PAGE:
In this case, take a deep breath and reflect on history. Remember how often it rhymes. There was a time when most people were in favor of chattel slavery and staunchly opposed North American abolitionists. There was a time when almost all of humanity agreed that women should not have the right to own land, to inherit money, or to influence political decisions. The majority no longer holds these once-popular beliefs, as popular opinions change, but one thing that doesn’t are the facts.

When presenting information to people who are misinformed about homelessness, you don’t have to get subjective or personal. Stick to the data, for the statistics, studies, and academic viewpoints are on your side. Point to the numerous scholarly studies that dispel these myths and let the data speak for you.

Understand, also, that if people on the other side of the argument start making things personal, they are doing so because they know the facts do not support their stance, even if the court of public opinion has been tainted with lies.

Problem 2: Media Influence – When the opposition has money, power, and political prowess.

Another major obstacle for housing advocates is the mainstream media’s bias and influence.

Shifty media tactics have cast an unjust and unfavorable shadow over the homeless community as mainstream media continues using negative language, biased rhetoric, and occasionally flat-out lies to support narratives that either thrust homeless people into obsoletion or portray them as inherently flawed.

The good news is that many members of the general public have detected this issue. As a result, more and more young people are turning to independent outlets to obtain accurate and objective news. Again, the language can be hurtful, but the facts are on your side.

Problem 3: Speed of information dissemination – Bad news might travel fast, but fake news travels at lightning speeds.

A study conducted by professionals at the Massachusetts Institute of Technology revealed that fake news outpaces truth on social media platforms such as X.

According to the study, news identified as fully or partially false was 70% more likely to be retweeted than accurate information. This results in false news traveling faster than trustworthy news, which can yield devastating consequences in our fight against homelessness.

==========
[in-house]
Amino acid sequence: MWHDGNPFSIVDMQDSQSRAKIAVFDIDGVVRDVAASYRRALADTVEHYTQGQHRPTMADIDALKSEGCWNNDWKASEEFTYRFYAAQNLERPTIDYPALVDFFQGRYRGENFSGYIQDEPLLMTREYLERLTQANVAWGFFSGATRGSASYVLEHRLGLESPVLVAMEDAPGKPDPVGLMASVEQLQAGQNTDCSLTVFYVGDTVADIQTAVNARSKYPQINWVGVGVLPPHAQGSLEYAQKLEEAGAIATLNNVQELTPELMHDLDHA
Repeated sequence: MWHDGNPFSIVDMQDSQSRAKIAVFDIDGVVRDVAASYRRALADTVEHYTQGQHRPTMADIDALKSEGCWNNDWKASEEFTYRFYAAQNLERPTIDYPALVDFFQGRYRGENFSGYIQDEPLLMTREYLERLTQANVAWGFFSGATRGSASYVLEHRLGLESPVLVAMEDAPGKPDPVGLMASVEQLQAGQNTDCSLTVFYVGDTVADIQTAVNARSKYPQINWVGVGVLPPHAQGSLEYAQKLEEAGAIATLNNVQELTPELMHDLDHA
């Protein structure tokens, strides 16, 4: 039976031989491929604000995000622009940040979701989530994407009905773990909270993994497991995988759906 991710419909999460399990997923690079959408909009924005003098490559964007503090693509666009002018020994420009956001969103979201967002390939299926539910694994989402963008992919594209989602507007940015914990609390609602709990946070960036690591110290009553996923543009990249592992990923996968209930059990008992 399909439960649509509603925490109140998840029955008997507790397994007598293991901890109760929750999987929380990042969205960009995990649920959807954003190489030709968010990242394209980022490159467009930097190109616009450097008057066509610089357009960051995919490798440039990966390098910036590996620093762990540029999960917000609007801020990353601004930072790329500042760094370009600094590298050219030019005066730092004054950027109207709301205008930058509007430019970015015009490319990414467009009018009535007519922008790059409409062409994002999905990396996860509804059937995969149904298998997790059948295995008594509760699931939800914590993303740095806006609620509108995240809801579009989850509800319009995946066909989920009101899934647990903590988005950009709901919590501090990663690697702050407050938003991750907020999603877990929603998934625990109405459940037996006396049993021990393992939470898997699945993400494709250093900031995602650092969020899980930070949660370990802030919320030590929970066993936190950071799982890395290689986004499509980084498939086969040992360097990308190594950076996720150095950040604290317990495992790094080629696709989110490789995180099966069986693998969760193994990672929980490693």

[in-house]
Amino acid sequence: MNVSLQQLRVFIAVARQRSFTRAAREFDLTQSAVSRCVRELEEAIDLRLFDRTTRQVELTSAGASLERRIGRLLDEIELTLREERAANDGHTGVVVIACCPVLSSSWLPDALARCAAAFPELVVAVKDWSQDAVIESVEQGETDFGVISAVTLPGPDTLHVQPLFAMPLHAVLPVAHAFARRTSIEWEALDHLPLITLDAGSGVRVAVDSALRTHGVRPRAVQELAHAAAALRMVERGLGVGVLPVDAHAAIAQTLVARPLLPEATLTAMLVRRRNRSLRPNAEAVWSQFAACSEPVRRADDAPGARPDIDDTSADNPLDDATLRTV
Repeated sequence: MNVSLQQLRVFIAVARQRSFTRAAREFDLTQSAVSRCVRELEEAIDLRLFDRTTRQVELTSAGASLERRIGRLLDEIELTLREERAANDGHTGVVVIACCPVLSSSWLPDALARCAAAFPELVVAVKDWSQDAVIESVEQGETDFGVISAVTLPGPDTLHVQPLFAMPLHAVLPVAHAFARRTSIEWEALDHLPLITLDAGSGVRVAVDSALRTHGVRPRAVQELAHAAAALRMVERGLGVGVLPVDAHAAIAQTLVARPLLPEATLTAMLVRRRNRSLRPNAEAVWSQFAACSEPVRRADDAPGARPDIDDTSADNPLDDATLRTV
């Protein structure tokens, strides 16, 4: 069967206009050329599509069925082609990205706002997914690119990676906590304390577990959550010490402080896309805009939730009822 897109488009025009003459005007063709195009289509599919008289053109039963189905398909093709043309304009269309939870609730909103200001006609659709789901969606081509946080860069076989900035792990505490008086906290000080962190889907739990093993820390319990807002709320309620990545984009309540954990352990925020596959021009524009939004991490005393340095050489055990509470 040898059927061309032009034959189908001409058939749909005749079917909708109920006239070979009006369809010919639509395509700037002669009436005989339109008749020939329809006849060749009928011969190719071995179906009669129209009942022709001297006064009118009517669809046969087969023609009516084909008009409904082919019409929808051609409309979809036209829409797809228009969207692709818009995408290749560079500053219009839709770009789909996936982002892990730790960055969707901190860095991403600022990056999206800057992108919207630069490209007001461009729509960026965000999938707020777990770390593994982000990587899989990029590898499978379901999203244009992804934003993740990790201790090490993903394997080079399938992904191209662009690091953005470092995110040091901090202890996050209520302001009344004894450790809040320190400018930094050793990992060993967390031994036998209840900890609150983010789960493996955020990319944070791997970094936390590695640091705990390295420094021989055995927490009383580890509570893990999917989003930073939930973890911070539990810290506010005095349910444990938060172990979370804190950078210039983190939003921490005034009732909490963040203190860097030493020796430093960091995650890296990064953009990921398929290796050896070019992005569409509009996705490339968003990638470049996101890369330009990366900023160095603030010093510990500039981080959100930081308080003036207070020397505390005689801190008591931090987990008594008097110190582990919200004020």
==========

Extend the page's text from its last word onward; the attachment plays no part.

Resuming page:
The good news is that as more people become better informed, this statistic is likely to change. You can be a part of that push toward truth by simply sharing accurate information.

Problem 4: Echo chambers and confirmation bias – When facts people don’t like are being labeled opinions.

PLoS One study published by the National Library of Medicine concludes that echo chambers are primarily to blame for the widespread virality of fake news.

To quote the study’s authors directly, “The combination between opinion and network polarization, quintessential of echo chambers, results in a synergetic effect that increases the virality of narratives that resonate with the echo chamber.”

As with all modern dilemmas, acknowledging this phenomenon is the first step toward overcoming it.

Problem 5: Burnout – When even winning the battle still feels like you’re losing the war.

So, you’ve taken the time to present thoughtful, fact-based arguments, even in the face of ad hominem attacks and well-intended statements that stem from a misinformed source. You have won over a few inquisitive associates and gained a new perspective, but at the end of the day, you feel genuinely burnt out.

This is a normal human response. Homelessness is heartbreaking because it is an unnatural and inhumane state. Some people in positions of power wish to desensitize us to the homeless crisis. The fact that you experience emotional pain when discussing the subject only proves that their narrative has failed to settle into your heart. You still have a sense of empathy for your fellow human beings.

When you feel overwhelmed, take a moment to rest and recollect yourself, knowing that more people are waking up to the truth.

Sign Up for Our Newsletter and Learn How to Win the Fight Against Misinformation

Join like-minded advocates by signing up for Invisible People’s newsletters. These newsletters help illustrate the best ways to identify and combat misinformation. The fight against homelessness must start with the truth.

Subscribe for Exclusive Access to Our Misinformation Series

This is part 3 in our 4-part Misinformation Series. Learn more in part 1, Why Fact Checking Is Important, part 2, How to Identify Misinformation part 4, Join the Fight Against Misinformation.


Cynthia Griffith

Cynthia Griffith

     

Cynthia Griffith is a freelance writer dedicated to social justice and environmental issues.